Watching Lynch work with paint, and with other drippy substances, filled me with love. My medium of choice is text. I am happiest with the written word; but I admire anyone who works in these neighboring realms: wires and metals, foam, acrylics or oils or whatever – dough, even; or gizzards. Lynch reminds me that there's nothing stopping an artist from going to the grocery store and buying choice cuts of chicken, so as to morph them into a masterpiece. I say "morph" instead of "paint" or "sculpt" since there's no precise name to call the act that Lynch lures me to fail to articulate. I don't want to say "mash" because that sounds too careless.
And, now that I'm thinking twice about it, it doesn't seem right to "go to the grocery store" to purchase your artistic materials. It seems better to find them in the wild. But I want to stress intensely that I do not mean to go hunting for living beings: no, thrice underscored: I mean stumbling upon whatever has already given up the ghost.
Actually, I take back even what I just tried to say. I don't like the idea of using any kind of cadavers on your canvas. As I said, I much prefer words: they're clean, they don't carry deadly microbes. You can chop them and they don't spurt out lifeblood, unless you SAY that they do: "I broke the sky in half, and it spilled blue ooze onto the meadow."
Yesterday we went for a walk during the part of the day that the forecast had warned might contain rain showers, and we saw white and slate clouds on the horizon, and some of them were smearing towards the earth, like someone feathered them with a paint brush – I assumed this indicated that there was precipitation in those areas – and one section above was wholly free of clouds, and its color was deep. I remarked to my sweetheart that that color of blue was beautiful, and that there are probably certain planets in faraway galaxies that have a different makeup to their atmosphere, so that instead of appearing blue their sky looks bright green. And maybe their grass is rich blue. But then I decided that the thought about the blue grass was too dull to voice because, if taken together with my remark about the alien sky, it would become apparent that my thoughts were proceeding programmatically to simply reverse the colors of our own home planet: for here the grass is dun and the sky is gray.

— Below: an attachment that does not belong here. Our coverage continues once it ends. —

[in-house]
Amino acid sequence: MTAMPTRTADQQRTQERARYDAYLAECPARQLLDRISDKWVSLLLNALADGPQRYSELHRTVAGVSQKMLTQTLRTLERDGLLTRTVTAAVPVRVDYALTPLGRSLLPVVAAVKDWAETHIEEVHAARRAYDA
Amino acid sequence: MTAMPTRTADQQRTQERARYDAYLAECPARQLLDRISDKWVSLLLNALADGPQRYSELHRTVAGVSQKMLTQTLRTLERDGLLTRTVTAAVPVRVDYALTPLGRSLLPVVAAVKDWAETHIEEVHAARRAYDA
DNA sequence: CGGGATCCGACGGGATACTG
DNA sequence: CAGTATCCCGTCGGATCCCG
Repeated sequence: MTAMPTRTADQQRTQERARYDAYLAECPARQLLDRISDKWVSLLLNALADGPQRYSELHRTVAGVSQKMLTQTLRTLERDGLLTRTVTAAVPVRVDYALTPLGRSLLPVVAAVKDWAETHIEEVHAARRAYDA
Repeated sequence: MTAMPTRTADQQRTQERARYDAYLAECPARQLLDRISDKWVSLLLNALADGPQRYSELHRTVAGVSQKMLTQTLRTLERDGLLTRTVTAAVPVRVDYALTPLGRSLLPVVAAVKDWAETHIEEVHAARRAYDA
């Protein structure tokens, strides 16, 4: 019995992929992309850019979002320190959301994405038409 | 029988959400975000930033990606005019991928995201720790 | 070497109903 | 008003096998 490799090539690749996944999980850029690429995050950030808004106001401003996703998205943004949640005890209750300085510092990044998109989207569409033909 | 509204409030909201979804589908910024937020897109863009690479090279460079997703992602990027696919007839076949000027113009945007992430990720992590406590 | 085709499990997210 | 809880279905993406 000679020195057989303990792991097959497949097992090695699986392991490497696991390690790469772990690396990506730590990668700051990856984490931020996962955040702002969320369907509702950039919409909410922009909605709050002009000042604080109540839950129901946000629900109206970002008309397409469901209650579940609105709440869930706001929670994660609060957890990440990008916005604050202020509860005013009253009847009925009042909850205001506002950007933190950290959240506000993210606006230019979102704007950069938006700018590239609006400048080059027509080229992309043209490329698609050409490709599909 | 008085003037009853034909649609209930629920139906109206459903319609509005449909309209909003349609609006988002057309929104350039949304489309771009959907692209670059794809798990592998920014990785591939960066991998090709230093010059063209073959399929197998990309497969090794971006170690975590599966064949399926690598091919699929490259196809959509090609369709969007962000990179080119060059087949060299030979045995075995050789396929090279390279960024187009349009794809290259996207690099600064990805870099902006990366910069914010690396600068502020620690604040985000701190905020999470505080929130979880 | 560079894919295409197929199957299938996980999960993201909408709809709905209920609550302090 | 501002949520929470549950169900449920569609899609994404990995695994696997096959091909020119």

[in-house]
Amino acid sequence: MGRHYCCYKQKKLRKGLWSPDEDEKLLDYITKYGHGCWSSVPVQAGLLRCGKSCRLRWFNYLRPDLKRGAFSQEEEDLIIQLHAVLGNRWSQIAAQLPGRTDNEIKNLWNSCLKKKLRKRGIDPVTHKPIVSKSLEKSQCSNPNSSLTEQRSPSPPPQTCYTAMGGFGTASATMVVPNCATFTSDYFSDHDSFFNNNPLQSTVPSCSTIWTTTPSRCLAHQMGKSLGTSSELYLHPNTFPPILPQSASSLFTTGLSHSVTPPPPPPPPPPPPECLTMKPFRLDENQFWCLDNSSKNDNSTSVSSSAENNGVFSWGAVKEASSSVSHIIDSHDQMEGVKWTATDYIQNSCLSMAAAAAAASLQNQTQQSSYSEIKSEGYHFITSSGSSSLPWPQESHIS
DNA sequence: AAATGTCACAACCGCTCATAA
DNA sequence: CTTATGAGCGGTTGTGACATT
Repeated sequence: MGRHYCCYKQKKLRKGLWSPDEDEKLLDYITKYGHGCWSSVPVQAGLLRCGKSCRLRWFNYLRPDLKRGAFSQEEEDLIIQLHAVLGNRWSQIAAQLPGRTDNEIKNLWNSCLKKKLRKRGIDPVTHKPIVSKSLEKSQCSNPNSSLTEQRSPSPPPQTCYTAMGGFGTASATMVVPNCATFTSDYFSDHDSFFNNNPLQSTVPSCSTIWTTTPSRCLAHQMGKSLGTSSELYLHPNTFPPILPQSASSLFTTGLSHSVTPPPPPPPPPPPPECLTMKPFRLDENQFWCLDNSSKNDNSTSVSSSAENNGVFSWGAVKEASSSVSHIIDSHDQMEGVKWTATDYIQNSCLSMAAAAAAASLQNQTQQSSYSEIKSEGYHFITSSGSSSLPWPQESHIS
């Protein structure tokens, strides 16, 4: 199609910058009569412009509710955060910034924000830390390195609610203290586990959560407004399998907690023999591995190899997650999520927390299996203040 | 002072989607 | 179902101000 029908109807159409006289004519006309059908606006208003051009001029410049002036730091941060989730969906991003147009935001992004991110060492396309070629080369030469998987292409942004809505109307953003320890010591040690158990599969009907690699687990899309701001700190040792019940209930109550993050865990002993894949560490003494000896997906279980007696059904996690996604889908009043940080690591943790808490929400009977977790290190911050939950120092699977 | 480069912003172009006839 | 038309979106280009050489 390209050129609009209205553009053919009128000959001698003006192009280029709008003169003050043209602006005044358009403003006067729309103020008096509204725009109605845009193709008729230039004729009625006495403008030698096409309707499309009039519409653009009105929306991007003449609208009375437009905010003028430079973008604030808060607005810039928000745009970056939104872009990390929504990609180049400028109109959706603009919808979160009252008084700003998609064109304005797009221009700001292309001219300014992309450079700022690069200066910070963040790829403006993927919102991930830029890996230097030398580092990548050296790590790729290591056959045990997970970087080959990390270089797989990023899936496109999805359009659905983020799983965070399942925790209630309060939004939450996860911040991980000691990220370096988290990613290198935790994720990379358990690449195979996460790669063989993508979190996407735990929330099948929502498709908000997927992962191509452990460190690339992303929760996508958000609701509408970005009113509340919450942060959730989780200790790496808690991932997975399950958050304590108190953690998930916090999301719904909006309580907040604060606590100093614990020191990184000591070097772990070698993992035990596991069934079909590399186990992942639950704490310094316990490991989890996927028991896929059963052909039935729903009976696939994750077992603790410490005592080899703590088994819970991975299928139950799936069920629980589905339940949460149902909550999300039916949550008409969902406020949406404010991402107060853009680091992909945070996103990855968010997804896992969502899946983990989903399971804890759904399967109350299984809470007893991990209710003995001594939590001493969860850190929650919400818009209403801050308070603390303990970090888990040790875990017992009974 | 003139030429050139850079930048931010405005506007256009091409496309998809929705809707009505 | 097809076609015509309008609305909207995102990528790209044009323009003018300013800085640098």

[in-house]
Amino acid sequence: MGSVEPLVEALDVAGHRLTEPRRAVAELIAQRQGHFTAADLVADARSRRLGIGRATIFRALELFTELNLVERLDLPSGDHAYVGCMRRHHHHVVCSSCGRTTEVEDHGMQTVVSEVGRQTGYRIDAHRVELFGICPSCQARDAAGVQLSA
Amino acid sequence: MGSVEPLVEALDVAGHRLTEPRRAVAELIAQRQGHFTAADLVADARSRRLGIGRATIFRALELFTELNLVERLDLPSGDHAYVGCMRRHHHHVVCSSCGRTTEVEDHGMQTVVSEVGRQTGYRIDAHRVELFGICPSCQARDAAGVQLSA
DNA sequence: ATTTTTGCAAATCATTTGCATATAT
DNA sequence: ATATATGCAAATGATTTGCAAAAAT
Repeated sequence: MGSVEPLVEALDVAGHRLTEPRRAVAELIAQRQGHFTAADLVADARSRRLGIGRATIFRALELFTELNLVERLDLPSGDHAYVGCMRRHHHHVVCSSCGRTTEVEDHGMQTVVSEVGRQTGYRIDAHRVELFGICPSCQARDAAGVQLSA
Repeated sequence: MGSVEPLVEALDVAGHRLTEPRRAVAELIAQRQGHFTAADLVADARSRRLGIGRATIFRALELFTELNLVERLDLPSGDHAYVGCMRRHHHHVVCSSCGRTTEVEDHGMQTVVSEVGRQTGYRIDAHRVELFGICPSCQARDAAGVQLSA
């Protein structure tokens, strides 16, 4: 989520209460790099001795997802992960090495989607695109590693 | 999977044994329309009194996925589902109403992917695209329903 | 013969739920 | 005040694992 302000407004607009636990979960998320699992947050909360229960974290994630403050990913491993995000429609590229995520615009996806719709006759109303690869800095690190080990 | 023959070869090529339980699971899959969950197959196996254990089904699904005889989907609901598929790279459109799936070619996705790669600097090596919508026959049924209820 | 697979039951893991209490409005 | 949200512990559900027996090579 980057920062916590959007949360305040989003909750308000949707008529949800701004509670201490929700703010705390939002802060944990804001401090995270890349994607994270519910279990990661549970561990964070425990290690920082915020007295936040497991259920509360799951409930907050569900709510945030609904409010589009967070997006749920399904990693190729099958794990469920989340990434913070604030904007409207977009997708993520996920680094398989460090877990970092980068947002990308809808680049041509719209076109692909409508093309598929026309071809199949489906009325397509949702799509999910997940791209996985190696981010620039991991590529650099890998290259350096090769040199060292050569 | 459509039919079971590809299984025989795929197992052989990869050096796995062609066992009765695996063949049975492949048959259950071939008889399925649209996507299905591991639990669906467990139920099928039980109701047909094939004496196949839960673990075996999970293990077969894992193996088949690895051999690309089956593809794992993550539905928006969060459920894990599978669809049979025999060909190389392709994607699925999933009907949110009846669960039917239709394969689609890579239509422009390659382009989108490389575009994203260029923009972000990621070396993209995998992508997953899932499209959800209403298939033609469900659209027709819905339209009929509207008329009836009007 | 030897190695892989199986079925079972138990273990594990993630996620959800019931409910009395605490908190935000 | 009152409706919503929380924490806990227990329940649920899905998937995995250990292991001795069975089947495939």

Now amidst all of his creative endeavors, David Lynch has children, even young children, yet he continues to work on artistic ideas. And my neighbors have children, and they (I guess) do not have artistic ideas. And I myself have artistic ideas but no children. Children are good, but they cost time and money and effort. If I were a despot, I'd have cash to spare (from bribes received) for the raising of children; and, although I'd probably lack the effort (which is to say: I'd lack the desire to expend any of my existing effort) to help raise my children personally, I'd possess riches sufficient to hire someone else to use THEIR effort (like a billionaire's breasts can just buy out the breasts of a wet nurse). And the same goes for time. Time and effort are maybe the same thing. So maybe space is effort also. Anyway, the point is that fathers...
I was going to say that males are bad for not wanting to care for their offspring, but now I've decided against it. Some males care for their children, it must be true. Maybe my neighbors do, for theirs. Maybe Lynch does, for his. And against the direction I was traveling in my brainstorm above, I think that I would make a fine guide for my own daughters, if I had any. Because, if I were ever to deign to beget, I'd beget only daughters: never a son. No Absaloms for this Messiah (2nd Samuel 18:33). Not because I wish to have females exclusively – that's just the way things turned out; that's what the LORD granted me. Children are miracles, so they say. They result from the almighty dictator: Luck of the Draw. Praise God from whom all blessings flow. ...Yet I noticed, in watching the Lynch documentary, that it was some painter that he met along life's way – his friend's father, rather than his own, if I remember right – who helped Lynch out and propped Lynch up, and who even cautiously intervened when Lynch's bio-dad grew impatient with his son's artistic lifestyle. Tho I still wouldn't label this a "misunderstanding solved" but rather a "misunderstanding smoothed." For parents never understand.